Ndola, Zambia to Addis Ababa, Ethiopia, flight report, June 10, 2003
(updated June 21st)
It's been a good morning so far. Up at 5am as planned, the taxi was not quite ready, but only 10 minutes late. The airport opened at 6am and I was there at 5:50am. I talked with the tower controller and Abel, the briefing officer, as they arrived. They let me through and wished me a good flight. I thanked them, especially Abel, for all his work. Out to the ramp, preflight and takeoff by 6:26am. It was a nice cool morning, +12C which I needed for a full gas departure at 4,167 feet elevation. I was on my way again. The controller bid me farewell and "good flight" at 50 miles out and I was turned over to Lusaka control. I leveled off at FL070 wanting to drop weight before climbing further. The scenery was beautiful with haze over the rivers and swampy areas and the sun just coming up (into my eyes as I was flying northeast). I could imagine the animals running around below. I passed over the Bamgweulu Swamp and stayed close to the edge; it didn't look too appetizing. Although I thought I saw some huts on high ground, maybe there are some people living in the reserve area. On the edges of rivers I saw camps, probably game camps for tourists.
As I travelled further northeast I started to see the first hills/mountains in the distance, with the peaks just above the haze/cloud layer. I called Lusaka control, but was out of contact. I tried other stations and the air to air frequency to relay, but no one was around. I climbed to FL090 and kept calling. I finally tried Kasama approach, a nearby airport, and relayed my position. I was getting close to the FIR boundary and wanted to make sure Tanzania knew my arrival time and new altitude. With all the trouble I'd had getting the permit, I didn't want a problem flying through their airspace. As I reached the border, I called Kasama for another relay, unfortunately they were out of range. So, I called Dar-Es-Salaam control directly with my position report. Expecting the worse, I was delighted to have the nice controller wish me a good morning and confirm my position report. He asked for future position estimates and ETA at Addis Ababa. Then he said, "Are you not going to make a landing anywhere?" I confirmed that I wasn't landing.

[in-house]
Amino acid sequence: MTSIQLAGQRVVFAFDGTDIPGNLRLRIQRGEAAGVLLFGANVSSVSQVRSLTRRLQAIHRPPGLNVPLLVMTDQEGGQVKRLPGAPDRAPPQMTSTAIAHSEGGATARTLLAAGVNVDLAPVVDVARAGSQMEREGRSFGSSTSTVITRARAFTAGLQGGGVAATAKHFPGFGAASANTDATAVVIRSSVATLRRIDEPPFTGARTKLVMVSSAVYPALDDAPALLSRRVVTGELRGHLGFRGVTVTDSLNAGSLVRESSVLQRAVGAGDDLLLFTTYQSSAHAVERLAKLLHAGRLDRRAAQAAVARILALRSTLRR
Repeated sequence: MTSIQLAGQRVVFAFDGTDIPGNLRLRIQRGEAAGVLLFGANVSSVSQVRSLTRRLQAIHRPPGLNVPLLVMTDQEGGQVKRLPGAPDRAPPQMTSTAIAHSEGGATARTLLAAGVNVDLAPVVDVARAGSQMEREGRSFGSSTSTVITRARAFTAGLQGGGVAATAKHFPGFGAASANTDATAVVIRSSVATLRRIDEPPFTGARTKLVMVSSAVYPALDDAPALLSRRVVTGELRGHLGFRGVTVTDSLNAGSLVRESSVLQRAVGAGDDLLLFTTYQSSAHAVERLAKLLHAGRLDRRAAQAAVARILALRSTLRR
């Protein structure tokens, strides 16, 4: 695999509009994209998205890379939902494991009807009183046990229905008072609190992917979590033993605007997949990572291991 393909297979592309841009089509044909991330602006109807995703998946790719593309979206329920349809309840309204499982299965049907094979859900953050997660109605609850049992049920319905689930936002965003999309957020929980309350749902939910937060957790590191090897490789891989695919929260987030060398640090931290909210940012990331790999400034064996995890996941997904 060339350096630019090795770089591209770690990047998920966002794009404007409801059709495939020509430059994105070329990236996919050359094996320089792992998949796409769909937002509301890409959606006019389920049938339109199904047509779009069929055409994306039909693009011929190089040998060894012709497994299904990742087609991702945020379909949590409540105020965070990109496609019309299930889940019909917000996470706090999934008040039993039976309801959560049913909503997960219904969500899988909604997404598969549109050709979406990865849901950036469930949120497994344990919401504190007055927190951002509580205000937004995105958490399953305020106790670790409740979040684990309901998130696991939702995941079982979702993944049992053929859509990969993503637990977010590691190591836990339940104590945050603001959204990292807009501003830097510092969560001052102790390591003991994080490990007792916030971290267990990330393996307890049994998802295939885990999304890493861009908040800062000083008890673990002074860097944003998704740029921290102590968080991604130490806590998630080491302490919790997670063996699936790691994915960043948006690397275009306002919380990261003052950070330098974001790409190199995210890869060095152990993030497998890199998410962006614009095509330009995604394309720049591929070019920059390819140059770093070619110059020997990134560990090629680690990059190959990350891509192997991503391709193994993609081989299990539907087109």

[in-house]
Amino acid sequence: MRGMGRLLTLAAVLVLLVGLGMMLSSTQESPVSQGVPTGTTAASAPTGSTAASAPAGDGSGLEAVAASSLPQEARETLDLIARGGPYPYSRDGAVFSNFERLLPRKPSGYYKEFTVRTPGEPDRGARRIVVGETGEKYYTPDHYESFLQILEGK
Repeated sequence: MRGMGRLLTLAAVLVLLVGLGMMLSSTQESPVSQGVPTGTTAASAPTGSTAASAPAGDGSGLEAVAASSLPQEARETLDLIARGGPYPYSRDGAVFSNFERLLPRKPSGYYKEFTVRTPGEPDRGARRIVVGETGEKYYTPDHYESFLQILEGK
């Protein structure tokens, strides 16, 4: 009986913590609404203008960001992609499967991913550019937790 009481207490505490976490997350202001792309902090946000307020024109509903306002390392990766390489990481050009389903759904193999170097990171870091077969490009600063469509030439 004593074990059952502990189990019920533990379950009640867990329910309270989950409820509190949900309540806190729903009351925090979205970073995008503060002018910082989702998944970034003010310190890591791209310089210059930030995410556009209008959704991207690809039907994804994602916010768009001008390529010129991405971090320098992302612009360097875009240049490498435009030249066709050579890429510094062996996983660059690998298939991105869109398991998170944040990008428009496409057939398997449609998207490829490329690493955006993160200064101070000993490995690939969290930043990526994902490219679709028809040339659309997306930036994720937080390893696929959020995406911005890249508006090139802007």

I keep cross checking the VFR chart with mountain peaks on it against the IFR chart and my airway route to make sure there is nothing ahead at my level. There is one peak above me to my right and two almost my level to the left. After I get over this range, the plateau will be at about 4500 feet and it'll be several hundred miles until I see some towering peaks at over 11,000 feet, one at 14,978 and Mt. Kilimanjaro at 19,340 feet. I'm hoping for clear VFR so that I can see them all. I'll have to climb to 13,000 feet later in the flight, but want to use up gas before climbing.
Entering Tazmania, there were many small towns and some larger villages surrounded by cultivated fields. It seems that they have plenty of water and agriculture in this area. Over the mountains and onto the plateau and it seems dryer, with shrubs, but no noticeable agriculture. It's still smooth air at 10:30am and I'm hoping that the bumps hold off for a while. Four hours down and I'm a third of the way there. I pull out the breakfast that the hotel had made for me. I asked for a little something as the hotel included a full breakfast and, leaving at 5:30am, I wouldn't get it. They'd given me a small package on leaving. I'd expected toast or bread and muffins, instead, they'd prepared bacon, sausage and 2 eggs. Not easy to eat with your fingers!! But tasty never-the-less. They'd even included a small package of salt wrapped in plastic. I've found during the whole time in Zambia that they have been very eager to please; this is just one last example.